United States District Court, D. Nevada
J. DAWSON UNITED STATES DISTRICT JUDGE
before the Court is Plaintiff's Motion to Remand Back to
State Court (#5). Defendants filed a response (#11) to which
Plaintiff replied (#14).
about May 2, 2016, Plaintiff alleges Defendant Jessica
Faussett (“Jessica”) failed to use due care on
the road and caused an accident. Plaintiff was involved in
the accident and received medical treatment for the injuries
she sustained, and on April 2, 2018, filed a negligence claim
against Jessica. On April 18, 2018, Plaintiff amended her
complaint to include Jessica's parents David Faussett
(“David”) and Patricia Faussett
(“Patricia”) as defendants. Plaintiff claims that
because David and Patricia are co-owners of the car, they are
jointly and severally liable for the injuries Plaintiff
sustained in the accident.
claim Jessica is the sole owner of the 2007 Chevrolet
Silverado 1500 involved in the accident, and that Plaintiff
added David and Patricia to eliminate diversity of parties,
thus preventing Defendants from removing to federal court.
Based on these allegations, Defendants petitioned to remove
this case and to dismiss David and Patricia from the action.
requests that the case be remanded to state court, alleging
all defendants are residents of Nevada. However, Defendants
claim Jessica has moved to New Zealand, and as such is no
longer a resident of Nevada. The pleadings state Jessica does
not own a residence or vehicle in the state, but does have a
valid Nevada driver's license. Defendants David and
Patricia signed an affidavit stating their daughter moved to
New Zealand, but did not include details as to why she moved
or how long she intends to remain.
jurisdiction based on diversity is determined at the time the
complaint is filed and the removal is effected, not at the
time of the incident that gives rise to the litigation.
See Strotek Corp. v. Air Transp. Ass'n of Am.,
300 F.3d 1129, 1131-32 (9th Cir. 2002). Diversity must exist
when the action is removed. See Newcombe v. Adolf Coors
Co., 157 F.3d 686, 690 (9th Cir. 1998). The defendant in
a removal action has the burden of proving all jurisdictional
facts and establishing that removal is proper. See,
e.g., Gaus v. Miles, Inc., 980 F.2d 564,
566 (9th Cir. 1992); Industrial Tectonics, 912 F.2d
at 1092; Abada v. Charles Schwab & Co., 68
F.Supp.2d 1160, 1162 (S.D. Cal. 1999). Federal courts
strictly construe the removal statute against removal
jurisdiction. Gaus, 980 F.2d at 566.
is based on domicile, and “[r]esidence in fact, coupled
with the purpose to make the place of residence one's
home, are the essential elements of domicile.”
State of Texas v. State of Florida, 306 U.S. 398,
424 (1939) (citing Mitchell v. United States, 88
U.S. 350, 352 (1874)). To determine if a defendant has
intended to establish a domicile, the court looks “to
such circumstances as [defendant's] declarations,
exercise of political rights, payment of personal taxes,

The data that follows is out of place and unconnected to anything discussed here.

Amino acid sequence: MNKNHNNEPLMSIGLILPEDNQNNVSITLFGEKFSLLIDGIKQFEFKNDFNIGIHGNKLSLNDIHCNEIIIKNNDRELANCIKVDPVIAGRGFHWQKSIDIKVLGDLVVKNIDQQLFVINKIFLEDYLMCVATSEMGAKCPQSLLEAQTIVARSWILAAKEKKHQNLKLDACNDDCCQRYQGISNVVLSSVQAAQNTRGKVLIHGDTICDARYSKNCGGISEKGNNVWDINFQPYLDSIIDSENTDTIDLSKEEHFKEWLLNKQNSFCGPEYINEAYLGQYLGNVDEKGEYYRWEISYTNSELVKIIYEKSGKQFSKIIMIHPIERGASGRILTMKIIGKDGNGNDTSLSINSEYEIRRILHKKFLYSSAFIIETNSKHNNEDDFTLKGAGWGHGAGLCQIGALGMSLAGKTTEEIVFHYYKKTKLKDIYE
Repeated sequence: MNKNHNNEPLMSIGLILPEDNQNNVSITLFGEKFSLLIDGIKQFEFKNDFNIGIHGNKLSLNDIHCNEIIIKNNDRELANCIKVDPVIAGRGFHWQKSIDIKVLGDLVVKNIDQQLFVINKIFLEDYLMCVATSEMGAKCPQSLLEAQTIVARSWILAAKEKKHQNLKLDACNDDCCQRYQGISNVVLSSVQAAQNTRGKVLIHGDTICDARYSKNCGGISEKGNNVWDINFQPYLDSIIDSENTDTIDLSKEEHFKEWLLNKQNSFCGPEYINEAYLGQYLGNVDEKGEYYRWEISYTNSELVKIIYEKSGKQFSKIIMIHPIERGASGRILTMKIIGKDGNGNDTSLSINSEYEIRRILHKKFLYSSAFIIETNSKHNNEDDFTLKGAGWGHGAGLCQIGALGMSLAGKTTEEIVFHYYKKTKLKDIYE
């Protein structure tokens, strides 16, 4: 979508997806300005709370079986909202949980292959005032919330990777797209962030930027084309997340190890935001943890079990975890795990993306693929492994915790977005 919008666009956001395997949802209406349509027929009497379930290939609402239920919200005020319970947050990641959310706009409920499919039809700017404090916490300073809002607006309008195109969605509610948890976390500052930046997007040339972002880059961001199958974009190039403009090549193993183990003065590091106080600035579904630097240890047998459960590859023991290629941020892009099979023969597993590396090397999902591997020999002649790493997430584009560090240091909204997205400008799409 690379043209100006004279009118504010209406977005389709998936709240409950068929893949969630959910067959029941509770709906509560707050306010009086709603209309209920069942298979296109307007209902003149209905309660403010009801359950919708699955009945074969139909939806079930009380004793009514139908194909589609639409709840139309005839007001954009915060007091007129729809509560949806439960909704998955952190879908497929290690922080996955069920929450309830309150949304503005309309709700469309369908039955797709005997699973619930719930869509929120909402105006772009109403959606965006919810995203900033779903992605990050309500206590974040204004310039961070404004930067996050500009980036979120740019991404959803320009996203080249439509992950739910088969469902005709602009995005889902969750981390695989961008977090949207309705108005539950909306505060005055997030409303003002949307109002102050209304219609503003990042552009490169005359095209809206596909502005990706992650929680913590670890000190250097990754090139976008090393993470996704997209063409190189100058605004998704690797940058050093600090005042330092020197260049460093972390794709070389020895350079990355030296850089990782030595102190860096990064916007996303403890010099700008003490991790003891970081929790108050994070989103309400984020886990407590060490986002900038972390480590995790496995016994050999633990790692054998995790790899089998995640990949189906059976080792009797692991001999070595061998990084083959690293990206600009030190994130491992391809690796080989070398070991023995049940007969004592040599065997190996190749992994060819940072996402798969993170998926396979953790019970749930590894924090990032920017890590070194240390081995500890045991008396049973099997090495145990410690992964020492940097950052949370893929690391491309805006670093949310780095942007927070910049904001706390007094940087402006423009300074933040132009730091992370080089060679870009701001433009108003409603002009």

house of residence, and place of business.” Krasnov
v. Dinan, 465 F.2d 1298, 1301 (3rd Cir. 1972) (citing
Wright Federal Courts § 26, at 87 (2d ed. 1970);
Mitchell, 88 U.S. at 353). The removal statute is
strictly interpreted, and if there are any doubts as to the
removability of an issue, they are typically resolved against
the right of removal and in favor of remanding the case to
state court. See Gaus, 980 F.2d at 564;
Abada, 68 F.Supp.2d at 1162.
failed to meet their burden of proving all necessary
jurisdictional facts to establish that removal was proper.
“A domicile once acquired is presumed to continue until
it is shown to have been changed, ” and while Jessica
currently lives in New Zealand, there has been no showing
that she intends to remain. Mitchell 88 U.S. at 353.
She maintains a valid Nevada driver's license, and
Defendants offer no proof of her immigration or visa status
in New Zealand, her payment of personal taxes, or her
political participation. Jessica's previously acquired
domicile is legally valid until she shows she has established
a new one, and Defendants did not provide sufficient evidence
to show that she has established a new domicile in New
Zealand. Thus, for purposes of this action she is domiciled
in Nevada and diversity jurisdiction does not exist.
event of a remand, Plaintiff requested attorney fees under 28
U.S.C. § 1447(c) which states “[a]n order
remanding the case may require payment of just costs and any
actual expenses, including attorney fees, incurred as a
result of the removal.” “Absent unusual
circumstances, courts may award attorney's fees under
§ 1447(c) only where the removing party lacked an
objectively reasonable basis for seeking removal.”
Martin v. Franklin Capital Corp., 546 U.S. 132, 141
(2005). Defendants' motion for removal does not contain
unusual circumstances and is objectively reasonable as
Jessica's Nevada residency was uncertain. Thus,
Plaintiffs request for attorney fees associated with
Defendants' petition for removal is denied.
IT IS HEREBY ORDERED that Plaintiffs Motion to Remand Back to
State Court (#5) is GRANTED. ...